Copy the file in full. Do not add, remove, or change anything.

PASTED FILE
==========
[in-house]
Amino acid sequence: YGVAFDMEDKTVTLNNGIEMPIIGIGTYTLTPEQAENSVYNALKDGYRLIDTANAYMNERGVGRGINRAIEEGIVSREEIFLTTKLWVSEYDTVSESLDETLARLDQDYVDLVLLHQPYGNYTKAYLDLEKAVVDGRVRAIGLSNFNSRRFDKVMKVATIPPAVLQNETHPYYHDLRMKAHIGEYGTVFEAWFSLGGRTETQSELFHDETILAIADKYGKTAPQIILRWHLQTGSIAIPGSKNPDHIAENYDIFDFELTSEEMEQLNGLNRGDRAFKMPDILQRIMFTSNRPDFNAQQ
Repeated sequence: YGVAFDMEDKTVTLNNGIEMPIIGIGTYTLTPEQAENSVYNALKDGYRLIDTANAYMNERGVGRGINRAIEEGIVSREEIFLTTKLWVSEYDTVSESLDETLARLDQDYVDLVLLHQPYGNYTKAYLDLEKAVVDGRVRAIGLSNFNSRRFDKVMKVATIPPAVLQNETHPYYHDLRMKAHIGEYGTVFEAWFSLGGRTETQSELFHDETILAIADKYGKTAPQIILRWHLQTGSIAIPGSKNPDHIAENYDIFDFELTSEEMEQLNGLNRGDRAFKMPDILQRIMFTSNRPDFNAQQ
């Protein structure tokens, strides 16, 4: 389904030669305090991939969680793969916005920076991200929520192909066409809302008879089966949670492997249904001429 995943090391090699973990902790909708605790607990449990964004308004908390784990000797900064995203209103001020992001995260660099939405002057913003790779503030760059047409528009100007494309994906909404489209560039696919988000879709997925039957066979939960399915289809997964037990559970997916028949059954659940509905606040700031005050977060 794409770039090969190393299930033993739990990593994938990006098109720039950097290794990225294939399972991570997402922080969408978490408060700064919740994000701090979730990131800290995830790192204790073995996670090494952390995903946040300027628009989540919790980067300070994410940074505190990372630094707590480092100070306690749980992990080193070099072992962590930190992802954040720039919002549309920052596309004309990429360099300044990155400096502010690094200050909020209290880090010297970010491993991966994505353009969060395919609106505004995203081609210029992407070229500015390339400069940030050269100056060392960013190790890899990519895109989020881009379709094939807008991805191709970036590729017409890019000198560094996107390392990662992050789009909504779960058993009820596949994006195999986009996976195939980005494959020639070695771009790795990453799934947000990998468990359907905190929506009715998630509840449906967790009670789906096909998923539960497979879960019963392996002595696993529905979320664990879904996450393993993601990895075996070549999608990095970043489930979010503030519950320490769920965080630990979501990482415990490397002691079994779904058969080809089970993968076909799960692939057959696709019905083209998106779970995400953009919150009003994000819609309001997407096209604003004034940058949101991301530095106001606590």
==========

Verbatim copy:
[in-house]
Amino acid sequence: YGVAFDMEDKTVTLNNGIEMPIIGIGTYTLTPEQAENSVYNALKDGYRLIDTANAYMNERGVGRGINRAIEEGIVSREEIFLTTKLWVSEYDTVSESLDETLARLDQDYVDLVLLHQPYGNYTKAYLDLEKAVVDGRVRAIGLSNFNSRRFDKVMKVATIPPAVLQNETHPYYHDLRMKAHIGEYGTVFEAWFSLGGRTETQSELFHDETILAIADKYGKTAPQIILRWHLQTGSIAIPGSKNPDHIAENYDIFDFELTSEEMEQLNGLNRGDRAFKMPDILQRIMFTSNRPDFNAQQ
Repeated sequence: YGVAFDMEDKTVTLNNGIEMPIIGIGTYTLTPEQAENSVYNALKDGYRLIDTANAYMNERGVGRGINRAIEEGIVSREEIFLTTKLWVSEYDTVSESLDETLARLDQDYVDLVLLHQPYGNYTKAYLDLEKAVVDGRVRAIGLSNFNSRRFDKVMKVATIPPAVLQNETHPYYHDLRMKAHIGEYGTVFEAWFSLGGRTETQSELFHDETILAIADKYGKTAPQIILRWHLQTGSIAIPGSKNPDHIAENYDIFDFELTSEEMEQLNGLNRGDRAFKMPDILQRIMFTSNRPDFNAQQ
């Protein structure tokens, strides 16, 4: 389904030669305090991939969680793969916005920076991200929520192909066409809302008879089966949670492997249904001429 995943090391090699973990902790909708605790607990449990964004308004908390784990000797900064995203209103001020992001995260660099939405002057913003790779503030760059047409528009100007494309994906909404489209560039696919988000879709997925039957066979939960399915289809997964037990559970997916028949059954659940509905606040700031005050977060 794409770039090969190393299930033993739990990593994938990006098109720039950097290794990225294939399972991570997402922080969408978490408060700064919740994000701090979730990131800290995830790192204790073995996670090494952390995903946040300027628009989540919790980067300070994410940074505190990372630094707590480092100070306690749980992990080193070099072992962590930190992802954040720039919002549309920052596309004309990429360099300044990155400096502010690094200050909020209290880090010297970010491993991966994505353009969060395919609106505004995203081609210029992407070229500015390339400069940030050269100056060392960013190790890899990519895109989020881009379709094939807008991805191709970036590729017409890019000198560094996107390392990662992050789009909504779960058993009820596949994006195999986009996976195939980005494959020639070695771009790795990453799934947000990998468990359907905190929506009715998630509840449906967790009670789906096909998923539960497979879960019963392996002595696993529905979320664990879904996450393993993601990895075996070549999608990095970043489930979010503030519950320490769920965080630990979501990482415990490397002691079994779904058969080809089970993968076909799960692939057959696709019905083209998106779970995400953009919150009003994000819609309001997407096209604003004034940058949101991301530095106001606590």